Originally published in The Los Angeles Times.

Boxing Doctor Helps ID Tsunami Victims

January 21, 2005

By DANIEL LOVERING, Associated Press Writer

WAT BANG MUANG, Thailand — As a ringside physician in the United States, Dr. Paul Wallace spends much of his time patching up the bruised, lacerated faces of professional boxers. In Thailand, he’s using his medical skills to identify bodies of those killed by the tsunami.

The plastic surgeon from Beverly Hills, Calif., is helping Thailand’s leading forensics expert identify dozens of corpses by digitally reconstructing their faces at a makeshift morgue miles from where the towering waves crashed ashore Dec. 26.

“I deal with facial trauma,” said Wallace, best known for halting a 2003 heavyweight championship bout between Lennox Lewis and Vitali Klitschko because of a cut over Klitschko’s left eye — a decision that allowed Lewis to keep the title.

More than 5,300 people died in Thailand when massive ocean swells, powered by an underwater earthquake, swept southern coastlines. About 3,100 others remain
missing. Many victims were foreigners vacationing at the area’s renowned beach resorts.

Hundreds of corpses have been stored in refrigerated containers at two Buddhist temples where they are being examined by international forensics teams and Thailand’s top pathologist, Dr. Pornthip Rojanasunand. Interpol has opened an extensive disaster victim identification center in nearby Phuket.

Many bodies are badly decomposed, making identification difficult. Technicians are using photos, dental records, fingerprints and DNA tests.

Wallace, also a medical director for the World Boxing Council, volunteered to assist in Thailand’s tsunami recovery effort after having visited the country last October for a boxing convention in Phuket. He started work this week at one of the temples, Wat Bang Muang, and is scheduled to leave next week.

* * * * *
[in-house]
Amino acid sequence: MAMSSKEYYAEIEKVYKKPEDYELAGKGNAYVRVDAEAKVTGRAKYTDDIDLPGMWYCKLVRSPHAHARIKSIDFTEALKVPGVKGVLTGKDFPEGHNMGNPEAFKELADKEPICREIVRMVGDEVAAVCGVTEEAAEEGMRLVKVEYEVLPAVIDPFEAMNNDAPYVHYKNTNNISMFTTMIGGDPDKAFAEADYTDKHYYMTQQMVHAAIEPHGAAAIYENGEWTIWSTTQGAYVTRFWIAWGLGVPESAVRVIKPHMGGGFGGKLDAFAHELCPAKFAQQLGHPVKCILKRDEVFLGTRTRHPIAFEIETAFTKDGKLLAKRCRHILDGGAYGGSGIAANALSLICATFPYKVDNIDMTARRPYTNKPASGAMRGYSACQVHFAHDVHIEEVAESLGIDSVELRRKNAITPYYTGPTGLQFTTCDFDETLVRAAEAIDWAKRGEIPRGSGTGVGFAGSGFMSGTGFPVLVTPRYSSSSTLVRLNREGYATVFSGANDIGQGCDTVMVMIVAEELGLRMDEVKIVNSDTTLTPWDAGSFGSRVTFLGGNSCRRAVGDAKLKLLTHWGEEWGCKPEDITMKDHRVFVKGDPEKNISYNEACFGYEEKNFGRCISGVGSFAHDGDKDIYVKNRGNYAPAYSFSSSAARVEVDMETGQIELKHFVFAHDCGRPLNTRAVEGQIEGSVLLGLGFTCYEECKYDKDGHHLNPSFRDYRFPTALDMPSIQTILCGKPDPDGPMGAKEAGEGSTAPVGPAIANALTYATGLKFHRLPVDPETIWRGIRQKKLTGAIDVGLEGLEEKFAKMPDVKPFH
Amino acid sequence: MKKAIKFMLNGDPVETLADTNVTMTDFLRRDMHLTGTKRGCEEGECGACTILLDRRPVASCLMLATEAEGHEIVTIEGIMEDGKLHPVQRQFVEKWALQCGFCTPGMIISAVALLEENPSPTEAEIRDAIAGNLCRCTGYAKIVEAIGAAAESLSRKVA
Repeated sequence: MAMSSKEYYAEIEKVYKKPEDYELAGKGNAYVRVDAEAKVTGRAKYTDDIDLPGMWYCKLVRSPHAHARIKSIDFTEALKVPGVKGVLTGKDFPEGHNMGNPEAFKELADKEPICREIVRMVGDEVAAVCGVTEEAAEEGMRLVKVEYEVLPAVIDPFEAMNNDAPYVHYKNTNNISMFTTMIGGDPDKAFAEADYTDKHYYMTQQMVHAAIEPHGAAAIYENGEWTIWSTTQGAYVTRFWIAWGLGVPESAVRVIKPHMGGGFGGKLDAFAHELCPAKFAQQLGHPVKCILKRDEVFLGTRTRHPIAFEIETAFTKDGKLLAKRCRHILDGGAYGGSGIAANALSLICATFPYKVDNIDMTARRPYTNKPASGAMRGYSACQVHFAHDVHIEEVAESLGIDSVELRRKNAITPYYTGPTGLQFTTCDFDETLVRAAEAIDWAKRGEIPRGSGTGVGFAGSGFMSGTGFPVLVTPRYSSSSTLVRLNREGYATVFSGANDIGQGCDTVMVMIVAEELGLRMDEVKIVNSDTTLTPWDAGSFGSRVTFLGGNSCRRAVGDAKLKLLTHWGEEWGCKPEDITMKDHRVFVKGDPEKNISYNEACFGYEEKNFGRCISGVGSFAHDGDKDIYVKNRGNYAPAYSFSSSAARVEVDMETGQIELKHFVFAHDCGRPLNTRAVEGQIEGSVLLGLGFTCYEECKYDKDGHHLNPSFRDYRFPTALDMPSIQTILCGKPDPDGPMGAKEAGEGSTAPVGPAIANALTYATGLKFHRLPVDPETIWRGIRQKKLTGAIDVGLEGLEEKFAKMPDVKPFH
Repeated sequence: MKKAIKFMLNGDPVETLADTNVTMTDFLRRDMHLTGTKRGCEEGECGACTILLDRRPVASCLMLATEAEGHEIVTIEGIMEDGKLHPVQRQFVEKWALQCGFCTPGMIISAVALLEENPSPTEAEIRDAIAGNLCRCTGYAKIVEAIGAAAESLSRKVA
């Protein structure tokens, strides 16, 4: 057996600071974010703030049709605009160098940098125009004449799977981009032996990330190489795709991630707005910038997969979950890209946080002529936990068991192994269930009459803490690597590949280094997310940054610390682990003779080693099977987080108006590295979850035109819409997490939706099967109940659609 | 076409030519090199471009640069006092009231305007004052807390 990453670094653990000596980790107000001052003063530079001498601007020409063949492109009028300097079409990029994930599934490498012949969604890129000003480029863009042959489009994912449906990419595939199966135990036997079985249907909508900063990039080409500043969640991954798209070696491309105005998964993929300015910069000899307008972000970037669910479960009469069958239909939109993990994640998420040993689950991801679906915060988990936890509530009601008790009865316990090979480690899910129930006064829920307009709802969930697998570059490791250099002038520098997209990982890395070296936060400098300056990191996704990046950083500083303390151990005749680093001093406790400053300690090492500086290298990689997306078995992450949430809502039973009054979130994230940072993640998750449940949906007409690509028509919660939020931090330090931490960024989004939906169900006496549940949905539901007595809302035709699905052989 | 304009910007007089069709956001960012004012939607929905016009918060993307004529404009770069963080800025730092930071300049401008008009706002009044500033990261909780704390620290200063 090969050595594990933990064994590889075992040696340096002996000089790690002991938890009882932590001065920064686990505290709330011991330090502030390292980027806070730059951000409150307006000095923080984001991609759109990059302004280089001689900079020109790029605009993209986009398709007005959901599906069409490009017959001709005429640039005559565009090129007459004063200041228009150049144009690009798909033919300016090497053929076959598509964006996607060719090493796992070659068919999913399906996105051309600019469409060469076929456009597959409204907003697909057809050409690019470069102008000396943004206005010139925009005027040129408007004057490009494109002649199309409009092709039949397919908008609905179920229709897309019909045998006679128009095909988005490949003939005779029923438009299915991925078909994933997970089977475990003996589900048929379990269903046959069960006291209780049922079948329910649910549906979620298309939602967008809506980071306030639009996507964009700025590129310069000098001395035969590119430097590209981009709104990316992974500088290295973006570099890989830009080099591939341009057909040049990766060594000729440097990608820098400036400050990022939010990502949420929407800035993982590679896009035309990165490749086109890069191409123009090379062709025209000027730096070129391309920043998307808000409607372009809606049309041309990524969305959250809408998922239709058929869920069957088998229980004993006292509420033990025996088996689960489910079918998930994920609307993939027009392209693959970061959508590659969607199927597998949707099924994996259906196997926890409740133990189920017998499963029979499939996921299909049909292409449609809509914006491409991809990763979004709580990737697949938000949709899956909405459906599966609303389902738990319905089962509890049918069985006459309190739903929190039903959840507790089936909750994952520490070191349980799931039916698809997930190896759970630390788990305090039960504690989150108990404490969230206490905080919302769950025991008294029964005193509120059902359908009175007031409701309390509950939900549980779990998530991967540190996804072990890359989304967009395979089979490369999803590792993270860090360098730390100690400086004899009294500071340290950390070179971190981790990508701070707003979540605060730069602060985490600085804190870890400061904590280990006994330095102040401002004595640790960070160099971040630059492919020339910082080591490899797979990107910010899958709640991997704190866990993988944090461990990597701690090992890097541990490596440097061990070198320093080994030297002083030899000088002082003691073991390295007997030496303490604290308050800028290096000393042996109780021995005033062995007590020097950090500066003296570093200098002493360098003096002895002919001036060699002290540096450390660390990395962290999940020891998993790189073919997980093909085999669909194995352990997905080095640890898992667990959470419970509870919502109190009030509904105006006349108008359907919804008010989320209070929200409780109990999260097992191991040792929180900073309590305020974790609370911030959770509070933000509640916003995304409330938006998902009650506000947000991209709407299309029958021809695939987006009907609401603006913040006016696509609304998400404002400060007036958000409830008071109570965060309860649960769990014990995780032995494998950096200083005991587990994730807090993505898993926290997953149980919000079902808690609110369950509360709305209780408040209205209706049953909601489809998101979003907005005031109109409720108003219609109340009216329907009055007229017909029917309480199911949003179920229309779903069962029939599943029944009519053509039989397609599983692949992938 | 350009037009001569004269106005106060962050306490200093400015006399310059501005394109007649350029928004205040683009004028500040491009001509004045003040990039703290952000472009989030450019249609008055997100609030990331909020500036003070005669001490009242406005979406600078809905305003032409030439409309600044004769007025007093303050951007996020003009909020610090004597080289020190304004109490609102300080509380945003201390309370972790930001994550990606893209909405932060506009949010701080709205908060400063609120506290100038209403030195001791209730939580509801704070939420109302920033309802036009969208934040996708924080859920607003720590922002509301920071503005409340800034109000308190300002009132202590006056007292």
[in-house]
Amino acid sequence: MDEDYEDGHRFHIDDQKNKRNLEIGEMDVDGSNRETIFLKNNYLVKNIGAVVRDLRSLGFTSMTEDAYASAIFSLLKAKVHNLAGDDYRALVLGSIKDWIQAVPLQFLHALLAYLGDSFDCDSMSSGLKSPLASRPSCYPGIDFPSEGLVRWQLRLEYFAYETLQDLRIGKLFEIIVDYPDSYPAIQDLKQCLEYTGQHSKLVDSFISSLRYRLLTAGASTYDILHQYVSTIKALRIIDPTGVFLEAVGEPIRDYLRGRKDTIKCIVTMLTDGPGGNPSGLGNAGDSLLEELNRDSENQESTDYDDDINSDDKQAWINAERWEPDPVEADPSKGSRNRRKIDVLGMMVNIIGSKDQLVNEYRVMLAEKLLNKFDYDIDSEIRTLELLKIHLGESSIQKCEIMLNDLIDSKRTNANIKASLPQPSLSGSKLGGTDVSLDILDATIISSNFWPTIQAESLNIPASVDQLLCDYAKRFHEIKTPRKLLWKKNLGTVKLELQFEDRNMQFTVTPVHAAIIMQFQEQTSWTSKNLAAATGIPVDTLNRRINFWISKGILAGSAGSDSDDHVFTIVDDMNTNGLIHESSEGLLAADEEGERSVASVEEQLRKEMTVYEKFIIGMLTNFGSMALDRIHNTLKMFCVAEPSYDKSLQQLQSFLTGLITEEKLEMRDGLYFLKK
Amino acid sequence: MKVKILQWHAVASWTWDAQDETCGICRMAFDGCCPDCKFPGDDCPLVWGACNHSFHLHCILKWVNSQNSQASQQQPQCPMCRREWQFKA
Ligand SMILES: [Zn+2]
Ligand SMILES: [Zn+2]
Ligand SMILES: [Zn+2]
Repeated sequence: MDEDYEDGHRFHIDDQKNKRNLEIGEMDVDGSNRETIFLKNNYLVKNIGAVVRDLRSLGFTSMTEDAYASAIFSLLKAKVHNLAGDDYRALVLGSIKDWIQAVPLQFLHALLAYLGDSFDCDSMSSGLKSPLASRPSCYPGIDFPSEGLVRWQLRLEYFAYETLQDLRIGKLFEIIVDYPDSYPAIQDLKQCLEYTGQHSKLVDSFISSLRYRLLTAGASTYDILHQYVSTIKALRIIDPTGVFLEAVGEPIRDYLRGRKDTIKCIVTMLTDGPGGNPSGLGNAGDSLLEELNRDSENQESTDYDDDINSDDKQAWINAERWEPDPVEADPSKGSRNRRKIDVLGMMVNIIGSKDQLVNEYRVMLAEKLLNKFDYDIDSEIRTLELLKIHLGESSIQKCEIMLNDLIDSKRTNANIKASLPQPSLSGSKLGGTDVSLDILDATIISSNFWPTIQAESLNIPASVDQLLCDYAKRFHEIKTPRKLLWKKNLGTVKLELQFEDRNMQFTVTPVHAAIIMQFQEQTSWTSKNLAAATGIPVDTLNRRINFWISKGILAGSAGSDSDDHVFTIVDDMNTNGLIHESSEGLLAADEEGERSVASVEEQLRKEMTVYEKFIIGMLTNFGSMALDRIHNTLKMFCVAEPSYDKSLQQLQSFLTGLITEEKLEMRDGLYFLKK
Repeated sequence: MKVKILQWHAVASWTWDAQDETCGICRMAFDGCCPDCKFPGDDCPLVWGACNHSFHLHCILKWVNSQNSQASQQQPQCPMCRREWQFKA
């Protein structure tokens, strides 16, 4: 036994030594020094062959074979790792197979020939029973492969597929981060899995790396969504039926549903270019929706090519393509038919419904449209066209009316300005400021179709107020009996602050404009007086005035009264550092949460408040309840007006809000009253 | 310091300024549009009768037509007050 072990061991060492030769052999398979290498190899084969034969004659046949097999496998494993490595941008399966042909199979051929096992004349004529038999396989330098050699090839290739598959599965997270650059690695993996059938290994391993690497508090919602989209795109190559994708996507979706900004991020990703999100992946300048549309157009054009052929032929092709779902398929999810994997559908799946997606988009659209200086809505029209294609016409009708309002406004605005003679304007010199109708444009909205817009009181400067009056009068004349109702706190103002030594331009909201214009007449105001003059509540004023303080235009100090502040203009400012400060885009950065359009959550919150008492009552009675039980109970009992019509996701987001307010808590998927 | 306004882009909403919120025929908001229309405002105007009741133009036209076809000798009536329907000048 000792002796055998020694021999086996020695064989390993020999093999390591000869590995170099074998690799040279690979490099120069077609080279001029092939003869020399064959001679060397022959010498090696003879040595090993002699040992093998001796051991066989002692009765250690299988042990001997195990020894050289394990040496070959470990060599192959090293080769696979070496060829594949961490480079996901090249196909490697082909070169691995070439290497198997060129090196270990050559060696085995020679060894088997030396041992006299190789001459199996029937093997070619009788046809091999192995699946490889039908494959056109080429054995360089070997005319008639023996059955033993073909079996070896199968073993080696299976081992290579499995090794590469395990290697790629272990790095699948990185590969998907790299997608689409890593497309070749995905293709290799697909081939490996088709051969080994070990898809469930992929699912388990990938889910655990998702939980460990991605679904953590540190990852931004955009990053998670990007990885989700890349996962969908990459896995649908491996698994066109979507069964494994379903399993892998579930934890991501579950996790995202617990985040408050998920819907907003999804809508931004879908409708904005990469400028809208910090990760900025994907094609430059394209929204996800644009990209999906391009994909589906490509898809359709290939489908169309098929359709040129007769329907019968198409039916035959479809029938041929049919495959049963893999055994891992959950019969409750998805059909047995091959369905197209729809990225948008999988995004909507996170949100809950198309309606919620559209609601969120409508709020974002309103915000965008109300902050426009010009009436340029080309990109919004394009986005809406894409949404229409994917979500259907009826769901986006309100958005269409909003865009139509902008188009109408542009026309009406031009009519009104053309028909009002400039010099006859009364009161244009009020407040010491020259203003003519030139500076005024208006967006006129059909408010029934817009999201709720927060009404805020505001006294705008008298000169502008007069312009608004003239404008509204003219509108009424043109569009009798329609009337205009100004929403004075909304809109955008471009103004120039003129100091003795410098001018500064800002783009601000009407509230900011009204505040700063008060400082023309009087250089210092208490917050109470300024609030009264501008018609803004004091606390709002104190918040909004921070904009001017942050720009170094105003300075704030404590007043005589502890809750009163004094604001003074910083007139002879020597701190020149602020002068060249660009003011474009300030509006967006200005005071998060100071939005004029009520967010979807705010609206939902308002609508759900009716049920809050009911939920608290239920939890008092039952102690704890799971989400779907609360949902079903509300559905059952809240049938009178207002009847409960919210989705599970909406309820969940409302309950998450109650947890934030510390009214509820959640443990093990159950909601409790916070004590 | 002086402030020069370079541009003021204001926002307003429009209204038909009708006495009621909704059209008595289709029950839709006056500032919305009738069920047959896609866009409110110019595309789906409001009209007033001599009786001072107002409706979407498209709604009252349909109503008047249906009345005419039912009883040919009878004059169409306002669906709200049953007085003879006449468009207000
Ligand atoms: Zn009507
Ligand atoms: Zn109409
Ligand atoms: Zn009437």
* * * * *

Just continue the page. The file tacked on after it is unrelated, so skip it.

Around the temple, bodies are kept in more than two dozen refrigerated trailers and wooden coffins are stacked high. The air reeks of formaldehyde and rotting corpses.

Wallace said his ringside experience treating the cut eyes of boxers, together with the reconstructive and cosmetic surgery he has performed on other patients, has helped him in analyzing facial features.

“The job that I’m doing is to help recreate a facial structure, a facial image,” he said. “What we do is to take a picture of the corpse and then we manipulate it, and I work on eyelids and on the landmark things you would see.”

Wallace said he adds facial features — a nose, eyes, teeth — to the digital images using a laptop computer to produce pictures that victims’ relatives might recognize.

The 50-year-old doctor, wearing green scrubs and sunglasses, said he has digitally reconstructed the approximate facial features of more than 100 of the best-preserved corpses. More than 12 bodies have already been identified using various forensic techniques, he added.

“Hopefully, there will be two or three images that we can come up with to allow some prospective family member to say with some degree of imagination that that’s it,” he said.